σ_hoop = P * D / (2 * t)

Where: σ_hoop is the hoop stress P is the internal pressure D is the diameter of the vessel t is the thickness of the vessel

The required thickness can be calculated as:

t = P * D / (2 * σ_hoop * SF)

Where: SF is the safety factor (5)

Let's calculate the required thickness using the provided values (using Python as our programming language):

import math

# Given values yield_strength = 300 # MPa volume = 1 # liter pressure = 8 # bars height = 0.5 # meters safety_factor = 5 joint_efficiency = 0.80

# Convert pressure from bars to MPa pressure_mpa = pressure * 0.1

# Calculate the internal diameter of the vessel radius = math.sqrt((volume * 1000) / (math.pi * height)) diameter = 2 * radius

# Calculate the allowable stress allowable_stress = yield_strength / safety_factor

# Calculate the hoop stress hoop_stress = pressure_mpa * diameter / 2

# Calculate the required thickness thickness = pressure_mpa * diameter / (2 * hoop_stress * joint_efficiency)

print(f"The required thickness is: {thickness} mm")

With this calculation, we can achieve the number of the thickness to be **1.25 mm**.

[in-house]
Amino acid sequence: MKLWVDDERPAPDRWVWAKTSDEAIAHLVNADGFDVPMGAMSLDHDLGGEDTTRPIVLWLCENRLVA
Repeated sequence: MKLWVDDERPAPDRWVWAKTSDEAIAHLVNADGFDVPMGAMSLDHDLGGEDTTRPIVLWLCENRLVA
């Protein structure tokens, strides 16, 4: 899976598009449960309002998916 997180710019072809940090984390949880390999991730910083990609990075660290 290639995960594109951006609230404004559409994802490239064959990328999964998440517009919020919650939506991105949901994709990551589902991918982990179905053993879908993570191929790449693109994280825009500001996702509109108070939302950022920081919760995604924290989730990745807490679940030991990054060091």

We now have the necessary variables for our hydrogen tank, so we can design the hydrogen tank using Inventor, a 3D CAD application. This is the result of the model and the stress analysis.

## Material and Price Analysis

To calculate the material required for the hydrogen tank, we need to determine the surface area of the tank and multiply it by the thickness. Assuming the tank is cylindrical in shape with a butt joint weld, we can calculate the material volume using the following code.

import math

# Given values volume = 1 # liter height = 0.5 # meters joint_efficiency = 0.80 thickness = 1.2 / 1000 # Convert thickness from mm to meters

# Calculate the internal diameter of the tank radius = math.sqrt(volume / (math.pi * height)) diameter = 2 * radius

# Calculate the surface area of the tank A_cylinder = math.pi * diameter * height A_ends = 2 * (math.pi * (diameter / 2) ** 2) A_total = A_cylinder + A_ends

# Calculate the material area material_area = A_total * thickness

print(f"The material area required is: {material_area} square meters")

Using this code, we get a material area of 80 square centimeters

So now, we know that we need 80 square centimeters of alluminium alloy to make this tank. 80 square centimeters of alluminium alloy cost around **Rp60.000**[2]
The Polyurethane for the lining inside will cost around **Rp75.000**[3]
For the valve, a standard spring loaded one cost about **Rp115.000**[4]
Lastly, for supports and other needs, we would buy a few steel rods at around **Rp50.000**[5]

This brings our grand total to about **Rp300.000**

## Hydrogen Tank Summary

In conclusion, the hydrogen tank that we designed will be an effictive tool to store low pressure hydrogen in a budget friendly way. Below is a link to my video on the hydrogen tank.

Link to my video https://www.youtube.com/watch?v=psS0RjGUK_s